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  #481  
Old 22.02.2021, 22:50
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Re: Tesla Fan Boy Thread

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Hi all,

Seriously considering hopping on the band wagon when the model Y is released. Aside from 22yard's model X range issue not many people have discussed range. Range anxiety is my primary concern even after watching numerous range tests. I drove a mobility model S a few months ago and it consumed almost 40 percent for the 140km round trip drive, up hills and cold weather. What have your experiences been with the model 3(with or without heat pump)? Are 360km day trips skiing feasible without a top up in between? Thanks!
Others have already responded (and you as well), but my understanding is that winter + highway driving will eat enough battery such that with a safe margin, you should only rely on 50% of stated range. Given the Y LR is rated for 508km, 360km seems a bit high.
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  #482  
Old 23.02.2021, 09:42
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Re: Tesla Fan Boy Thread

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Others have already responded (and you as well), but my understanding is that winter + highway driving will eat enough battery such that with a safe margin, you should only rely on 50% of stated range. Given the Y LR is rated for 508km, 360km seems a bit high.
50% loss is exaggerated! I reckon on about 20% loss in the winter without preheating the batteries. (When connected to the mains/solar, preheating the interior is wonderful and if cold enough the batteries are also heated.)

Swiss highway driving at 120kph is approx the same consumption as stop start city driving. Like ICE cars, EVs are less economical on short journeys...

ADDED. I have lost 5% total battery capacity in 2 years/17,000 kms. This is normal and I expect it flatten out to 8% in a year or 2...
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  #483  
Old 23.02.2021, 10:22
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Re: Tesla Fan Boy Thread

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I have just bought a Model 3 LR 2021 version (with heat pump) and it’s range is 580kms. Apart from the superb road holding in snow and rain the range is something else compared to my old Model X, virtually double as the X was 3 years old. I’ve also noticed that it supercharges much faster too, about 20 mins from 20% to 80%.
It’s a good time to get one too, Tesla have knocked 4,000 off the new price. This was going to be my car until the Y is out, I want the 7-seater, but I will not be that happy the day I have to let it go.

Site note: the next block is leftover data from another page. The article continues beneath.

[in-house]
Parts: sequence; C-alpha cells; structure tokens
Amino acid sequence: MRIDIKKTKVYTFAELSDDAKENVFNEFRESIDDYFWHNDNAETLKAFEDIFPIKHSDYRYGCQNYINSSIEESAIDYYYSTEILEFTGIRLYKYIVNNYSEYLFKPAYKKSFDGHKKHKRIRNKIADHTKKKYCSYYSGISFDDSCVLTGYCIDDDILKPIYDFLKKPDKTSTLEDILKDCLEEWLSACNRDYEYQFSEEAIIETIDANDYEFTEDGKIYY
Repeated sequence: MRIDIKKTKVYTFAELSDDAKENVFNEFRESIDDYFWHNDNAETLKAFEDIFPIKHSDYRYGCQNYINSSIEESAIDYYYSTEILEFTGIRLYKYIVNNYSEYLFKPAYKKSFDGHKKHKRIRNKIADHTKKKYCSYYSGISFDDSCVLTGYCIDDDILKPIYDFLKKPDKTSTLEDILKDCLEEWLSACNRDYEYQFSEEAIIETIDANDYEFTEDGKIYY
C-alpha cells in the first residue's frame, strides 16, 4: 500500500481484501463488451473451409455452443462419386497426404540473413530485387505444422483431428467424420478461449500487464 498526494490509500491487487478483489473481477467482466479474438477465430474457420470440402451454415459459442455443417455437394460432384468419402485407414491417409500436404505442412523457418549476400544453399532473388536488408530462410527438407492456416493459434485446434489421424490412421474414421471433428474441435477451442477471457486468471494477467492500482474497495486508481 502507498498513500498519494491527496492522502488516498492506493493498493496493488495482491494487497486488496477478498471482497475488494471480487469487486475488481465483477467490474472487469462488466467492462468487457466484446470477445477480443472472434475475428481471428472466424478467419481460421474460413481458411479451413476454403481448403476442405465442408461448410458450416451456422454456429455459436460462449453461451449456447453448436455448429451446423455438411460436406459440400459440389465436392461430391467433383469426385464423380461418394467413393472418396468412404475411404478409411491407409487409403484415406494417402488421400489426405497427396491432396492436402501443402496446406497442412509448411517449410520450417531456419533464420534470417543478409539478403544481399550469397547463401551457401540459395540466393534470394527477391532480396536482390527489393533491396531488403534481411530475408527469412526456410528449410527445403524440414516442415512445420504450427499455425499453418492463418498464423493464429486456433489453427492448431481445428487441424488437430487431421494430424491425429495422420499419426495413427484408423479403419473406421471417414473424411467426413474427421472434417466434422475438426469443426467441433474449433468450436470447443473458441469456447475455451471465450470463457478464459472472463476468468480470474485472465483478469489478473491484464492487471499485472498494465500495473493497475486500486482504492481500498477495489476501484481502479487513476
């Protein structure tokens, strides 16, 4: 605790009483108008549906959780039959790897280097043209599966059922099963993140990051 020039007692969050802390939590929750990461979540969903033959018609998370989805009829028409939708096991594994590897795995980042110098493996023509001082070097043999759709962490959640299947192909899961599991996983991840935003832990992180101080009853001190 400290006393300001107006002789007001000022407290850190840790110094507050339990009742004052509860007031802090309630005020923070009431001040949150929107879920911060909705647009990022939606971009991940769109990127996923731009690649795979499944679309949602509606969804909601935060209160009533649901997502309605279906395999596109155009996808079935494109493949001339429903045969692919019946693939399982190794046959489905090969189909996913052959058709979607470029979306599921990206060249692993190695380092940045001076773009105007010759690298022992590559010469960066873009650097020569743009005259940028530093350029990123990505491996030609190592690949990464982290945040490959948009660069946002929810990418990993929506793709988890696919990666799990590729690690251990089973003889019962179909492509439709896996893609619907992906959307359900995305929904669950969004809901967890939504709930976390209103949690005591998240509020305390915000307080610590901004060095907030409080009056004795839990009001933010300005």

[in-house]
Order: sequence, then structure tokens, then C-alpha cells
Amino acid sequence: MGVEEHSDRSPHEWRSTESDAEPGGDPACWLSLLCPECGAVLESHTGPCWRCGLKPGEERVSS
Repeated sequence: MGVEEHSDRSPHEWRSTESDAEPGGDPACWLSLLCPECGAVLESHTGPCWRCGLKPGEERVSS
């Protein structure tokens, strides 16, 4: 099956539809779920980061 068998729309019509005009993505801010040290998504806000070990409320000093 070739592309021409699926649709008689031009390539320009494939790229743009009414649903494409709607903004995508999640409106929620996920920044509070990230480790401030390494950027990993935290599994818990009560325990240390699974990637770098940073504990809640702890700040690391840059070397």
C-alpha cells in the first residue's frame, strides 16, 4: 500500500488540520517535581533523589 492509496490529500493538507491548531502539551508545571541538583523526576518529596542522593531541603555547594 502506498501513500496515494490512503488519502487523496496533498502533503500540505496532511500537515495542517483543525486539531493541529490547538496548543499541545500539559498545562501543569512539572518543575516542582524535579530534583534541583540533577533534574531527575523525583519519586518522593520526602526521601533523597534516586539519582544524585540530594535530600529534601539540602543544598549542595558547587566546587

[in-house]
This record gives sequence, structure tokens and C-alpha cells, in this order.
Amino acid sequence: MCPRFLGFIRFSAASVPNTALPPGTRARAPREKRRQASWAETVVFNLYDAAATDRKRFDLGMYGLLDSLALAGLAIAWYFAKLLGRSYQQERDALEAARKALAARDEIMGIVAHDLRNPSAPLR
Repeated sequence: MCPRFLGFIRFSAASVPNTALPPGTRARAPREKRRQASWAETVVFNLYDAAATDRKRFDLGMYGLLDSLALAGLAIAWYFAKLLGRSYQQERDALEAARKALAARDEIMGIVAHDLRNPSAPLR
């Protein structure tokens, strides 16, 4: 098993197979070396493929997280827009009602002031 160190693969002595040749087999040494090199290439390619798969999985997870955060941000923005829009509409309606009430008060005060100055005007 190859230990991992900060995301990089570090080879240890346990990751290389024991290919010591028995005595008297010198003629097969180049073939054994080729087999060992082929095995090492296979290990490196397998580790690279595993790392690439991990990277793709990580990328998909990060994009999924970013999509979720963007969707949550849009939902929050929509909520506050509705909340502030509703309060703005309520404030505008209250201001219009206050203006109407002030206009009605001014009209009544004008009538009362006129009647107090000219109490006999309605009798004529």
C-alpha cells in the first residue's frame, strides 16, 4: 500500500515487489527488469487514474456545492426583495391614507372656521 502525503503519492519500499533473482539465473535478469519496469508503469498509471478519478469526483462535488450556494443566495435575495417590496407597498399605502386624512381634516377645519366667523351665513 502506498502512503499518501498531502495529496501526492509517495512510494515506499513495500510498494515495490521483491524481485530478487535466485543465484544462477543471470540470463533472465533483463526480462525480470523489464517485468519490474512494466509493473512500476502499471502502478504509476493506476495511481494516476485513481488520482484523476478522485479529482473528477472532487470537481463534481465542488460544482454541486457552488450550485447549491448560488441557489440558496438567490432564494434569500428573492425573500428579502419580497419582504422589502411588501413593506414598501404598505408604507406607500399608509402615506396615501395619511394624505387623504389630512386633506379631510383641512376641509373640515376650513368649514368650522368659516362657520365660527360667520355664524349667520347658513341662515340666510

The price differential between a Model Y LR (e.g. with blue paint, upgraded wheels, and FSD) compared to a similarly Model 3 is just over CHF 10k. In the USA the same difference is $3.5k

In those specs:
US Model 3: $56,990
US Model Y: $60,490
Swiss Model 3: CHF 62,930
Swiss Model Y: CHF 73,440

This because the Swiss Model 3 has received a few price reductions which have not been applied to pre-orders of the Model Y. It is hard to justify this price difference - one wonders whether Tesla will address this before or after starting to supply actual Y's' ??

This would be especially fair if the Model Y comes as planned from Giga Berlin. Perhaps less import charges and transportation charges, since they are not coming from the other side of the world, plus manufacturing efficiences such as the single casting machine. Hopefully Tesla makes good on its wish to transfer potential savings to its customers.
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  #484  
Old 23.02.2021, 19:25
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Re: Tesla Fan Boy Thread

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50% loss is exaggerated! I reckon on about 20% loss in the winter without preheating the batteries. (When connected to the mains/solar, preheating the interior is wonderful and if cold enough the batteries are also heated.)

Swiss highway driving at 120kph is approx the same consumption as stop start city driving. Like ICE cars, EVs are less economical on short journeys...

ADDED. I have lost 5% total battery capacity in 2 years/17,000 kms. This is normal and I expect it flatten out to 8% in a year or 2...
So I don't have a Tesla, but from what I read, my understanding is that winder is 20-25%, and highway driving at > 110km/h is another 20%. Hence, when combined, it's 40-45%.

The short-distance driving is only bad for EVs in winter, when energy is spent on heating, but not in summer/warm conditions.

Again, I don't have a Tesla, just from my reading (mostly of US forums).
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  #485  
Old 23.02.2021, 21:44
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Re: Tesla Fan Boy Thread

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So I don't have a Tesla, but from what I read, my understanding is that winder is 20-25%, and highway driving at > 110km/h is another 20%. Hence, when combined, it's 40-45%.

The short-distance driving is only bad for EVs in winter, when energy is spent on heating, but not in summer/warm conditions.

Again, I don't have a Tesla, just from my reading (mostly of US forums).
You're correct. I don't think any Tesla driver would manage to achieve a loss of only 20% in winter. As you noted, I'm a constant critic of the fake ranges that Tesla (and to be fair, the other EV makers, too) touts. Another factor that really makes a difference is wheel size. We have 22" rims for summer but deliberately toned down the glitz to 20" for winter to eke out a bit more range. The difference is really noticeable.

Of course, heating is a really major problem for range maximisation. Cabin heating really sucks the battery dry. Tesla's brilliant advice is to use the seat and steering wheel heating and not the full HVAC system... (By the way, heating is a far bigger drain on the battery than air conditioning.)

I would agree that range loss in winter can be as much as 50% if all the negative factors apply.

Also, I don't understand AbFab's comment about stop-start driving (city journeys). That's almost the most efficient mode there is for EVs (as long as the heating is off), especially Teslas with their advanced braking regeneration. The most efficient speed to maximise range is around 30-35 km/h.
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  #486  
Old 24.02.2021, 11:37
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Re: Tesla Fan Boy Thread

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You're correct. I don't think any Tesla driver would manage to achieve a loss of only 20% in winter. As you noted, I'm a constant critic of the fake ranges that Tesla (and to be fair, the other EV makers, too) touts. Another factor that really makes a difference is wheel size. We have 22" rims for summer but deliberately toned down the glitz to 20" for winter to eke out a bit more range. The difference is really noticeable.